The laws of physics make things that are
very small -- like atomic particles -- act differently than objects in
the larger world where we reside.
One weird quantum property is entanglement, which allows properties
of particles like atoms, photons and electrons to remain linked, or synchronized,
regardless of the physical distance between the particles. Entanglement
is also very sensitive to disturbances and therefore difficult to measure.
Entanglement figures prominently in efforts to build quantum computers,
which use properties of particles to compute. Quantum computers promise
to be fantastically fast at certain types of large problems, including
those that would render today's cryptography useless. Entanglement also
figures in quantum cryptography schemes that offer theoretically perfect
Researchers from the University of Rome in Italy have pushed the
schemes forward by demonstrating a method for detecting entanglement.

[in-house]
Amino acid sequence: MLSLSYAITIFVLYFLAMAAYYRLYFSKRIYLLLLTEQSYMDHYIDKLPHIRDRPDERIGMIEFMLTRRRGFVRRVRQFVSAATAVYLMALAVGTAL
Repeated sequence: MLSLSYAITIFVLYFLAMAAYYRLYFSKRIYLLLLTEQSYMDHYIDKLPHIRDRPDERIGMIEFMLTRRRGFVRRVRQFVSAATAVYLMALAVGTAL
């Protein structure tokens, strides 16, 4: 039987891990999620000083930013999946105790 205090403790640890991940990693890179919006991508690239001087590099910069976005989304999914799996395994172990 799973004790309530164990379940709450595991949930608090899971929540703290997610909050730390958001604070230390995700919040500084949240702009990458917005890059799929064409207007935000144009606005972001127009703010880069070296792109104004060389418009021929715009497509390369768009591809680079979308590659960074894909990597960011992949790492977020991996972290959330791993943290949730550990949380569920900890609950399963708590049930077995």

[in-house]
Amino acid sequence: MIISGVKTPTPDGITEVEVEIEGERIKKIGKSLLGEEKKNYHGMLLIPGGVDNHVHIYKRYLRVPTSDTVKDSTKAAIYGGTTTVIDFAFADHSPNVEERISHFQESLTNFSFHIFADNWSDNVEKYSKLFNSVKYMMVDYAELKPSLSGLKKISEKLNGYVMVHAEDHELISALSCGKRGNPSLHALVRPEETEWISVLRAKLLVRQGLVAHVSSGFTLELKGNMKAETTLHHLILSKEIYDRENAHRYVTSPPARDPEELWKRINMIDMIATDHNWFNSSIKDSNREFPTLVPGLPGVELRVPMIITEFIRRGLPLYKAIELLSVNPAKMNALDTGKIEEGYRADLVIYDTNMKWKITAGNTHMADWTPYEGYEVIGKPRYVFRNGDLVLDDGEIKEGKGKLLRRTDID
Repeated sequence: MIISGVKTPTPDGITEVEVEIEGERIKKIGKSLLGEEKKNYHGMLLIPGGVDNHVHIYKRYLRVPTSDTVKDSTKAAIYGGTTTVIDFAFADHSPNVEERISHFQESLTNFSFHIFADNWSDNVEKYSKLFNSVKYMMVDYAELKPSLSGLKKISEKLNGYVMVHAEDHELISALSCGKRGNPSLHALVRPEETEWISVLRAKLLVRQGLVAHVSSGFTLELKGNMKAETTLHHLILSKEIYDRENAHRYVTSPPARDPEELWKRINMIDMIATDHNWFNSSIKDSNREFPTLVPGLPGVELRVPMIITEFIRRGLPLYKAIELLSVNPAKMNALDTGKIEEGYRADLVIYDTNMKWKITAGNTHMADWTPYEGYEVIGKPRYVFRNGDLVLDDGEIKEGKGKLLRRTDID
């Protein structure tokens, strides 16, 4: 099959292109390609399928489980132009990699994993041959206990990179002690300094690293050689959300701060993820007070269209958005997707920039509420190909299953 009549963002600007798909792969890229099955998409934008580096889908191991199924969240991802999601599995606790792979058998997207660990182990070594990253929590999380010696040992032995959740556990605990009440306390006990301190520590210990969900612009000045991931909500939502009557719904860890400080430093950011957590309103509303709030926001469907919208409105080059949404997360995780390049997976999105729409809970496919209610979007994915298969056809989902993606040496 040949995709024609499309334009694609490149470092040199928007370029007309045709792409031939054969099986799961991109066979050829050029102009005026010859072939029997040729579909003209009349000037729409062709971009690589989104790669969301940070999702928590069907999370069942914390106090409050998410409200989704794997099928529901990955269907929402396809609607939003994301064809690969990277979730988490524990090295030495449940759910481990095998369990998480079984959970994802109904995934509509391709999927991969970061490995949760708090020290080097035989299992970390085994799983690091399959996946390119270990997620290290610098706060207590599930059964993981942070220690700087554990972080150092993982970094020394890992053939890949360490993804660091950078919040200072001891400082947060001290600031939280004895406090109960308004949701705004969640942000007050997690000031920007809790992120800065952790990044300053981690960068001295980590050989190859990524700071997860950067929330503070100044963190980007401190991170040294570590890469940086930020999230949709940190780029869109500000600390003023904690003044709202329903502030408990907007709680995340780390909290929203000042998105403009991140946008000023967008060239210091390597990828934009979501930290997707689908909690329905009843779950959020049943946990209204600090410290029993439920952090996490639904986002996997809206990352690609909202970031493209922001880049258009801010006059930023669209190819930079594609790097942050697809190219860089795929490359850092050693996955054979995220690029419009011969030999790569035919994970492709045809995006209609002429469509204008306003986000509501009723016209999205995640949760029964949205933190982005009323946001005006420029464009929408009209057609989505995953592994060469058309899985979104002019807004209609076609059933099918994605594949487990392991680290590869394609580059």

The researchers generated entangled photons using a crystal and
a pair of laser beams. They showed that it was possible to detect entanglement
using three independent local measurements. The method is particularly
useful for determining if entanglement survived the transmission of photons
over a fiber optic line.
The method could be used to measure entanglement in any kind of
particles, including cold atoms, trapped ions, and electronic currents
in superconducting devices, according to the researchers.
The method could be used practically in five to ten years, according
to the researchers. The work appeared in the November 28, 2003 issue of
Physical Review Letters.
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